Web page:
Recent innovations give content filtering greater impact and broader use in improving student learning and engagement overall for schools.
Schools are responsible for protecting students from harmful internet content, which requires K–12 IT teams to figure out how to keep the bad out and let through only material that is safe and educational. But past efforts have often fallen short. The internet is constantly evolving and adding content, and students are notoriously ingenious at subverting content filtering measures.
However, the newest content filters might be able to outsmart the smartest would-be student hackers, thanks to artificial intelligence (AI) and machine learning (ML). Lightspeed Systems has been working in the student online safety space for more than 20 years. Recently, the company announced several patents related to the technology that powers its enterprise-level filtering solution, Lightspeed Filter (formerly Relay).
The first patent is for an agent that installs a proxy on the student device that filters all content.
“When the proxy is on the device, everything is faster, and there’s far less latency,” says Carson McMillan, Lightspeed CTO. “The information doesn’t need to be sent to a server, and there’s more power and control on what’s happening right on the device. It enables schools to scale and be on more devices without the user incurring any slowness.”
The second patent is for what Lightspeed calls “proxy injection technology,” which inserts functionality into websites and apps on the device to collect information on what users are doing.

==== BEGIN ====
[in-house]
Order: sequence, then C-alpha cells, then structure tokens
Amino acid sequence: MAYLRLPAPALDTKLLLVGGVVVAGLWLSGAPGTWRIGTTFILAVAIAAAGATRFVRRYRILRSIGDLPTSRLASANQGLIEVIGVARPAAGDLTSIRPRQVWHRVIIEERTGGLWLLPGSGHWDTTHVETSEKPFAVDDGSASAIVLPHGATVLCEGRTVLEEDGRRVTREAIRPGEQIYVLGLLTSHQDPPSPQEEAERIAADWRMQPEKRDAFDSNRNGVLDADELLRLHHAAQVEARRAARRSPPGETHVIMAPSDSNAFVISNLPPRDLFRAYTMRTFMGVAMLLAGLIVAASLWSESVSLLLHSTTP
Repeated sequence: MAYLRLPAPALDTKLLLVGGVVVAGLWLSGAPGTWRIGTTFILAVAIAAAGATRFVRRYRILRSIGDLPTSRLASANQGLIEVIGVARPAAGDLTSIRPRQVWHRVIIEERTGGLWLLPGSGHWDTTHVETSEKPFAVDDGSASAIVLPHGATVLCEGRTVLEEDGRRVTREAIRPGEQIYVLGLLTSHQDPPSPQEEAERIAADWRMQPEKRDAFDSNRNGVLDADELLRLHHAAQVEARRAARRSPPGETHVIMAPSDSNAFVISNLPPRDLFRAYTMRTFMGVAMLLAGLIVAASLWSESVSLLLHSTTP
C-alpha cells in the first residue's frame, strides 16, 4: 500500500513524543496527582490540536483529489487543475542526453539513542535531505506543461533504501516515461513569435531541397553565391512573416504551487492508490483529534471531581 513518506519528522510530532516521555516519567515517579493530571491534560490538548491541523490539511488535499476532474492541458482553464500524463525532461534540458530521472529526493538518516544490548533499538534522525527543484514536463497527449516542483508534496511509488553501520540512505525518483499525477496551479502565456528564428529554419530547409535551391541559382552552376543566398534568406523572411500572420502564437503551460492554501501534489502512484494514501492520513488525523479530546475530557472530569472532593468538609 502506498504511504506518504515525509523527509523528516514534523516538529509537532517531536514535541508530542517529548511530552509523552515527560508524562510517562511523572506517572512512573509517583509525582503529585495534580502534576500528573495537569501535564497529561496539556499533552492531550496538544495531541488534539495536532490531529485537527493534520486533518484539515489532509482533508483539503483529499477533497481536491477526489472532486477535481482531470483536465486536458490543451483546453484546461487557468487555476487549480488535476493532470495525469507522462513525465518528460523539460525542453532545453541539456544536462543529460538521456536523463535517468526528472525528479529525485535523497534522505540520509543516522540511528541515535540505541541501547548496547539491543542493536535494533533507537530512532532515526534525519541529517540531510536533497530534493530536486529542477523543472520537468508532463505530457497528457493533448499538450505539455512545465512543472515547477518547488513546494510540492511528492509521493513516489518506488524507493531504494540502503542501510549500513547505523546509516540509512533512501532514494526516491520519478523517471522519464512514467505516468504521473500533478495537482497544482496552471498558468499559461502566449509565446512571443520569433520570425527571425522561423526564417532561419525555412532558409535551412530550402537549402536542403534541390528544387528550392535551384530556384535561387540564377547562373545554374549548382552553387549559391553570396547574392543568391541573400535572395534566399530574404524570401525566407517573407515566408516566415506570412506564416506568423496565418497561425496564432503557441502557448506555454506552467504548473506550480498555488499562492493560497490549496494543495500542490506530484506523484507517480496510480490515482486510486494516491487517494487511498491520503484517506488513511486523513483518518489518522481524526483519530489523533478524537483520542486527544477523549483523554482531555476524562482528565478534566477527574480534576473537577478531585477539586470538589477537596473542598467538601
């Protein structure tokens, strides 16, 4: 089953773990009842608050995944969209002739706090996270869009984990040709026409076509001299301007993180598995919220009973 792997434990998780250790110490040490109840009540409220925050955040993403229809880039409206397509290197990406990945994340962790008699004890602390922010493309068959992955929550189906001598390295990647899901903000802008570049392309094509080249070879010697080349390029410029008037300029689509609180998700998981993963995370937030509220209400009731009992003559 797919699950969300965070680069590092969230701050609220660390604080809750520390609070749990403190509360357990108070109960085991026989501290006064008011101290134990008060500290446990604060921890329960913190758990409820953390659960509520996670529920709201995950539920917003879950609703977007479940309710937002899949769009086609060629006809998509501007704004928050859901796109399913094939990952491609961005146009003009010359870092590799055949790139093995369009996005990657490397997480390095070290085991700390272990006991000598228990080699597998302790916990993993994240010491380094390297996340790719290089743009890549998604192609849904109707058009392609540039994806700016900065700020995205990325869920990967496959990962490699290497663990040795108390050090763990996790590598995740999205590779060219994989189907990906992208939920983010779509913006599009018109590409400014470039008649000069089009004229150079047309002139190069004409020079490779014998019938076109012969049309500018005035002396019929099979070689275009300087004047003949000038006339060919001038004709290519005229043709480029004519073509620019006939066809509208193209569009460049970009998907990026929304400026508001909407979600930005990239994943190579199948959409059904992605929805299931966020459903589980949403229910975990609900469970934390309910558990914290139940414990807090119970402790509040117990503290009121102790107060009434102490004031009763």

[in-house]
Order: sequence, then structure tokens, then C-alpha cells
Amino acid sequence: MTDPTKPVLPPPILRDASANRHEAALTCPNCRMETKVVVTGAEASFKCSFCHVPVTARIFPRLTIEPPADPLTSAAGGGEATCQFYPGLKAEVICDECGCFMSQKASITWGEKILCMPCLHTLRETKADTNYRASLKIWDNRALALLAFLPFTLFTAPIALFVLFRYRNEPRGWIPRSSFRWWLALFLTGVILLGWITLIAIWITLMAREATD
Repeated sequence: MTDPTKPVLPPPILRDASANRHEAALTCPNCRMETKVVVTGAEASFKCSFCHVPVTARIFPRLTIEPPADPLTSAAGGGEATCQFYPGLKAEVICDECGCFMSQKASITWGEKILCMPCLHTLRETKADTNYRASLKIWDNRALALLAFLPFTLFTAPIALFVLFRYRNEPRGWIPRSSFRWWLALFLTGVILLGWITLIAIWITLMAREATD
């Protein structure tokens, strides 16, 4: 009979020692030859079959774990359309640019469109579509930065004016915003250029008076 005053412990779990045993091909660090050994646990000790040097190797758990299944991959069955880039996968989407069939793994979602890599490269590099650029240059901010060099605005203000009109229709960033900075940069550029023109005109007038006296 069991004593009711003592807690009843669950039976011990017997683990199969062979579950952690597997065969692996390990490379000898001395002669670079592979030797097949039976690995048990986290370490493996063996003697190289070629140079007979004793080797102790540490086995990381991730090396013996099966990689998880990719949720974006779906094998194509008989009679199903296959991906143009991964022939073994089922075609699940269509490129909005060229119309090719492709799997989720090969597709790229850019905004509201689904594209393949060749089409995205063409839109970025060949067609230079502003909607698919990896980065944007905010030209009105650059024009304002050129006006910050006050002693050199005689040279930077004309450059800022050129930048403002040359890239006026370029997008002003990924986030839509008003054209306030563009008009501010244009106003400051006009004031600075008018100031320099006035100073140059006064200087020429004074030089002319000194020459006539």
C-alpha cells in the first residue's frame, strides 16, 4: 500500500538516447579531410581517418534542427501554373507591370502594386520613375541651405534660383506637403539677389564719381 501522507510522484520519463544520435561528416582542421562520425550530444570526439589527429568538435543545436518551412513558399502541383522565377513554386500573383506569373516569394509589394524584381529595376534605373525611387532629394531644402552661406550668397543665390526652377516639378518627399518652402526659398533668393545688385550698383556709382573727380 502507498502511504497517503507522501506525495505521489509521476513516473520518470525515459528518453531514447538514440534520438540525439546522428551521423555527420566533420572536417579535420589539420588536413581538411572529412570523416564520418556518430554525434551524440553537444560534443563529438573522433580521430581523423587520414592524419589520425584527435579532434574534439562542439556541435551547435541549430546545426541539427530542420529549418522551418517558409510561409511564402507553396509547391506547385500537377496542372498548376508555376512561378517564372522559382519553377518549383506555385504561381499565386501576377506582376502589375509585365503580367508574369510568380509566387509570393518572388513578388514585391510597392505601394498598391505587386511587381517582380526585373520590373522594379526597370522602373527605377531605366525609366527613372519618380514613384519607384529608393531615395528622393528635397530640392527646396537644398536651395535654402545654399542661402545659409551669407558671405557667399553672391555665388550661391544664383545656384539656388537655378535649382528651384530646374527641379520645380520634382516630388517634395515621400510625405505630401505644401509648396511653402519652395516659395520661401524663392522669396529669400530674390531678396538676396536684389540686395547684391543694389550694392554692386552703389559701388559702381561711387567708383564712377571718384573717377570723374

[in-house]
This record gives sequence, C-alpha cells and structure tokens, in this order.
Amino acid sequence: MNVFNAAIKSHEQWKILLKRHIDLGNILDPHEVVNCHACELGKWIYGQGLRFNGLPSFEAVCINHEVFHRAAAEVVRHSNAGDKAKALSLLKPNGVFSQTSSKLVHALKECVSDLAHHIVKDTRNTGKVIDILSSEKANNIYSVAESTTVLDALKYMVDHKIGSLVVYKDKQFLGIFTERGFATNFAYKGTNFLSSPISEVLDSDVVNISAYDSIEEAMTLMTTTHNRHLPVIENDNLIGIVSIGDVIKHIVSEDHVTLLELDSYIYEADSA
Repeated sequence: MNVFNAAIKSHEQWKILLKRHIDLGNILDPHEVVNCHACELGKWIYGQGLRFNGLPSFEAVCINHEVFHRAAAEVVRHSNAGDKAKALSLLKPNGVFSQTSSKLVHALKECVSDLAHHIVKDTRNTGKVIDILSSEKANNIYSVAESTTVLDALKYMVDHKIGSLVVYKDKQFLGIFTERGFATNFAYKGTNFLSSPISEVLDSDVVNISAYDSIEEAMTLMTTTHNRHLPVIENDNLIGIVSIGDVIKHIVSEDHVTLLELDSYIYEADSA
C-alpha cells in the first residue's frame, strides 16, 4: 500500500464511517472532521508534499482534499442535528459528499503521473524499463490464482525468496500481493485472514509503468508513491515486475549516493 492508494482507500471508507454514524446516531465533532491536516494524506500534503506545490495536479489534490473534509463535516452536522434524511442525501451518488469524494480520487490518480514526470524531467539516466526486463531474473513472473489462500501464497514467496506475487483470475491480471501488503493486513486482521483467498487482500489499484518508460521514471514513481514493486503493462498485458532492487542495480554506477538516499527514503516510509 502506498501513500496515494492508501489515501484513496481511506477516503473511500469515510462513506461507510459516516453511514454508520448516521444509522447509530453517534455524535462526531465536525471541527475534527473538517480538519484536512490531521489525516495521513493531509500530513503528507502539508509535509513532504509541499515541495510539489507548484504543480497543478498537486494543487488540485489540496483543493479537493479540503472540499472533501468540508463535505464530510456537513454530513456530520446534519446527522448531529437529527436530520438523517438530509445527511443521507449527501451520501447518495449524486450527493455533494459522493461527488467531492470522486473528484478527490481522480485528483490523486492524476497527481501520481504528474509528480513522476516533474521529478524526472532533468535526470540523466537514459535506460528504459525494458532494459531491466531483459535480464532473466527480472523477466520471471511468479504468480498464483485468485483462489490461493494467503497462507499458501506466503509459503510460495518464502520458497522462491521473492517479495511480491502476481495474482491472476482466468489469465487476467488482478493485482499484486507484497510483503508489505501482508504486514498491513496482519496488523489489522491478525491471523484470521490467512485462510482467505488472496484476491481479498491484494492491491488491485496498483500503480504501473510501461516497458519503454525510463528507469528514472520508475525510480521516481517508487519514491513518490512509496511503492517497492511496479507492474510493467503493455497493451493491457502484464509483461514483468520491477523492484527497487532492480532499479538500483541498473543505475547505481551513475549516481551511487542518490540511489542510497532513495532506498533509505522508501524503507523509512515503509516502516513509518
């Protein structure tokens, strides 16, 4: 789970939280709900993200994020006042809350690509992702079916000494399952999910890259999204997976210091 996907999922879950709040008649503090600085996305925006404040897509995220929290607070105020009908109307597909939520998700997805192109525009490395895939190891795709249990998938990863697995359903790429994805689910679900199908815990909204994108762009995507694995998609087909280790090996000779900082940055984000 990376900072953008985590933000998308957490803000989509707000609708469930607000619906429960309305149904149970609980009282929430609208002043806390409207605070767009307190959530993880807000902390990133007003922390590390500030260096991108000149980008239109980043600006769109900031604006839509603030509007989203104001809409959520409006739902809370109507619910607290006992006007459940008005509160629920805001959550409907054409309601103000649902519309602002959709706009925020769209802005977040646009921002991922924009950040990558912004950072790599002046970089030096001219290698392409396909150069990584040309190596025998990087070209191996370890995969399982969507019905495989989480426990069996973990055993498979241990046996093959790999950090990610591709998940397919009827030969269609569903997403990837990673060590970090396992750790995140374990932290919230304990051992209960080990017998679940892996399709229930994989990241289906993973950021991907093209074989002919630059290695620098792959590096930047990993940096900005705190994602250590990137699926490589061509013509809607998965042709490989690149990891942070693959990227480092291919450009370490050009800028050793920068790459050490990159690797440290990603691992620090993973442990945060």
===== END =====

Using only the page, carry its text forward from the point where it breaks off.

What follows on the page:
How AI and ML Help Filter Content
“One challenge with the internet is that it’s dynamic,” says Brett Baldwin, vice president of sales for Lightspeed. “AI and ML add context to the analysis so the algorithms can be changed on the fly.” A significant contribution AI brings that enhances content filtering is its ability to categorize websites and videos in Lightspeed’s database.
“We have hundreds of web crawlers automatically going out and millions of points of student data coming in,” says McMillan. “We know what the most popular websites are. AI helps us check and recheck all that content, categorize it, and make sure it’s accurate.”
AI and ML also help determine safety by analyzing and updating contextual information.
For example, a student might search for why a historical figure committed suicide, with “suicide” being a keyword the AI has flagged. Because it’s within an educational context, the content would not be blocked, but administrators would be alerted to see if this type of information should be filtered in the future. The ML then adjusts the algorithm to block or allow future content.
However, if the context is more concerning, such as a student who is creating a Google Doc that indicates a potential for self-harm, administrators will be alerted, and the right team at the school, such as counseling, will intervene.
Data Analysis Adds Value to Content Filtering
AI-powered content filtering can do much more than analyze websites for appropriateness or pick up on red flags requiring action. It can also provide meaningful data for decision-making.
Most schools aren’t using these administrative analysis tools yet, but McMillan hopes more will in the future.
“We’re not just building a data platform for our customers, we are building much more,” he says. “One key component is for customers to benchmark their results compared with other schools and districts. When data analysis tools are adopted, we’re seeing great results.”
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